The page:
There are certain things a Rolls-Royce Phantom is supposed to do. Like purring down the tarmac at parade speeds, blasting across the continent to keep up with the owner’s Gulfstream, making a grand entry to be welcomed by flashlights and so on. Trust me, the last thing the engineer who signed off this particular Phantom would have had in mind was a motoring journalist slaloming through a set of orange traffic cones.
But we had to do just that. Well, the brief was to treat the world’s best motorcar like any other road test machine. So we wanted to know how it tackles suburban traffic, how it behaves in bumper-to-bumper metro traffic, how it sucks in air and creates a vacuum on an Expressway, how it behaves on our favourite mountain road, and well... how it behaves in our very own Performance Evaluation Track (PET) test.
If you will allow me a modicum of chest thumping, we were qualified to do all of the above since it was not the first Phantom that we were driving. Actually, we have featured close to half a dozen Rolls-Royces in these pages over the last eight years. And we even drove the new Phantom for our sixth anniversary issue. But to test one was a dream come true. Get ready to stretch your imagination.
The Phantom is a big automobile. This, the standard wheelbase version that we tested, is close to six metres long, almost two metres wide and over one and a half metres tall. And it weighs more than three tonnes. Of course it shows. It is the size of a small grocery store in Mumbai minus the colourful packets of Lays dangling from above. And it is far more impressive. I never liked the square headlamp treatment, but in the sum of things, the Phantom can drop some jaws. Park one on the road and admire it from the front-three quarter for best results.
The design brief given to Ian Cameron, chief designer of Rolls-Royce (what an entry in your CV that makes!), was to create a motorcar that is clearly a Rolls-Royce even when the radiator grille is not in view – and I have to say he has exceeded the brief with the Phantom. Though designed for the new millennium, the Phantom has design cues from almost every great Rolls-Royce in the past – the Parthenon grille, short overhangs at the front, long overhangs at the rear and a well tucked-in rear section.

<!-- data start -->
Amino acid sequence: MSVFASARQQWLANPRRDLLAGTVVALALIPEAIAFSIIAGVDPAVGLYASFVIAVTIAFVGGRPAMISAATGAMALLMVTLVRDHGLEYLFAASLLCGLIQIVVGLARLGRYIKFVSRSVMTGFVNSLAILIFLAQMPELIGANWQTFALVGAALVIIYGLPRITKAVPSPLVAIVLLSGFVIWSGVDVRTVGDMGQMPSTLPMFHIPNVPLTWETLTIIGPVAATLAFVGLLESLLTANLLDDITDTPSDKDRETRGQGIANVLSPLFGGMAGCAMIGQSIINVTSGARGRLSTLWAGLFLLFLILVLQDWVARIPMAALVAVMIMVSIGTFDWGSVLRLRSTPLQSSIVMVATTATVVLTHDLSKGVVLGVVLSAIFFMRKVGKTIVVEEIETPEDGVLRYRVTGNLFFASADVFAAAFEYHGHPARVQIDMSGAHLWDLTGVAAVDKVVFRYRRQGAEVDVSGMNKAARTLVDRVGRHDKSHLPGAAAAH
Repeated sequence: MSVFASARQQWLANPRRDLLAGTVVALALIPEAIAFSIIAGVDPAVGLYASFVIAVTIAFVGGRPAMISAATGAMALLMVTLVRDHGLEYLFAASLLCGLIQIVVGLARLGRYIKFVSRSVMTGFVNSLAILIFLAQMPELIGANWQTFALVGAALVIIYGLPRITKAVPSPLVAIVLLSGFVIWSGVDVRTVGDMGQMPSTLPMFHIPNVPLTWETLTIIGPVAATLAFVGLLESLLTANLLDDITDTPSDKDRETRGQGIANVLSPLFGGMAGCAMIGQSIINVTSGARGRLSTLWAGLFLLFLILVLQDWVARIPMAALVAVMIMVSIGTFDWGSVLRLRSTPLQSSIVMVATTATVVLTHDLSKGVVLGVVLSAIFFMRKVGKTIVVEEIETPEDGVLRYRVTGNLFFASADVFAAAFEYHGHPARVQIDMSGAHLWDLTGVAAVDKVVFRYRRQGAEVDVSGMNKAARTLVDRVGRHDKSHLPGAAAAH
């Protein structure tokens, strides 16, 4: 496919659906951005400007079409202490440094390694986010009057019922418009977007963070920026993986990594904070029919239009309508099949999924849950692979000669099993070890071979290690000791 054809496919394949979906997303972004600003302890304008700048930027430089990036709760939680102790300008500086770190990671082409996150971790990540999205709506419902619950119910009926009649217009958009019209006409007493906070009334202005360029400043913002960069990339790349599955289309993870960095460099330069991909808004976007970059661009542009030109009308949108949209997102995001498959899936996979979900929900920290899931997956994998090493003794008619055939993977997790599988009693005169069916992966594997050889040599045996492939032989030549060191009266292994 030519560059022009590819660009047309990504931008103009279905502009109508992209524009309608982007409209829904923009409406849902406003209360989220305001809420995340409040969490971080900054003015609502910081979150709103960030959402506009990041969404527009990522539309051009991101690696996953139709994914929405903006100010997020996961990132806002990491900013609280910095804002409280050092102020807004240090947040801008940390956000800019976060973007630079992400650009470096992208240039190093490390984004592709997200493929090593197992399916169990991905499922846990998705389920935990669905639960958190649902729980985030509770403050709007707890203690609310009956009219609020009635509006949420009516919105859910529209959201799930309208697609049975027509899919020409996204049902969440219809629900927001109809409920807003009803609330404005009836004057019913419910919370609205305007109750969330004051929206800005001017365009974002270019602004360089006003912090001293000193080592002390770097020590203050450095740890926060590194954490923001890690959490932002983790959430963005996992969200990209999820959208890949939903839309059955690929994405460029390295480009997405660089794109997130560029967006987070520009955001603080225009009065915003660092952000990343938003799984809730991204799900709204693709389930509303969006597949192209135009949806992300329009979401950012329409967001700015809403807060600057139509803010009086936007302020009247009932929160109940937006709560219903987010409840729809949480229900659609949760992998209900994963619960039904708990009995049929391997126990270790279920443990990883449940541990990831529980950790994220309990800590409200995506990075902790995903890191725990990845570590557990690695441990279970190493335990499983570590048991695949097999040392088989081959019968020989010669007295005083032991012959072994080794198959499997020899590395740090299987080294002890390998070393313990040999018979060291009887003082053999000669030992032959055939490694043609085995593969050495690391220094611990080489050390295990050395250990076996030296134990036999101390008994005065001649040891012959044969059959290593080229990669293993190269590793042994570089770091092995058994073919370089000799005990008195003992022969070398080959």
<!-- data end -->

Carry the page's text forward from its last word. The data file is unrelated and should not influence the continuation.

You will be surprised to know that one of the functions of the rear hinged doors is to form a protective barrier to those entering or leaving the car when both doors are open. Living room
What a magnificent place to be. Almost like the cocoon of a very large butterfly. Deep pile carpeting, leather of different grains and space for a handful of very successful people. Attention to detail is the norm here and you can spend hours fiddling with organ stops and violin keys that form the switchgear. The driver faces three crafted black dials of which the power reserve gauge ‘communicates the adequacy of available power’ according to Rolls-Royce literature (as in at 160 kph, the Phantom will inform you that it has 75 per cent of its power capability left!). Adding a dash of
James Bond is the centre panel housing the analogue clock that swivels to reveal a multi-purpose monitor. Add to these a six-temperature zone climatiser and ambient LED lighting that allows you to set the mood inside the car, and the luxury image is complete.
You will be surprised to know that rear passengers sit taller than the ones at the front – just so that they have an uninterrupted view of the Spirit of Ecstasy mascot guiding their way.
Now we are talking. A 6749cc twelve-cylinder motor built to Rolls-Royce specifications by parent company BMW provides power to the Phantom. And lots of it. It churns out 453 bhp at a leisurely 5350 rpm and enough torque to spin the earth backwards when the car is under full acceleration (72 kgm at 3500 rpm). Now, unlike the Bentley Continental GT, all that torque and power is transmitted to the biggest rear wheels and tyres we have ever come across.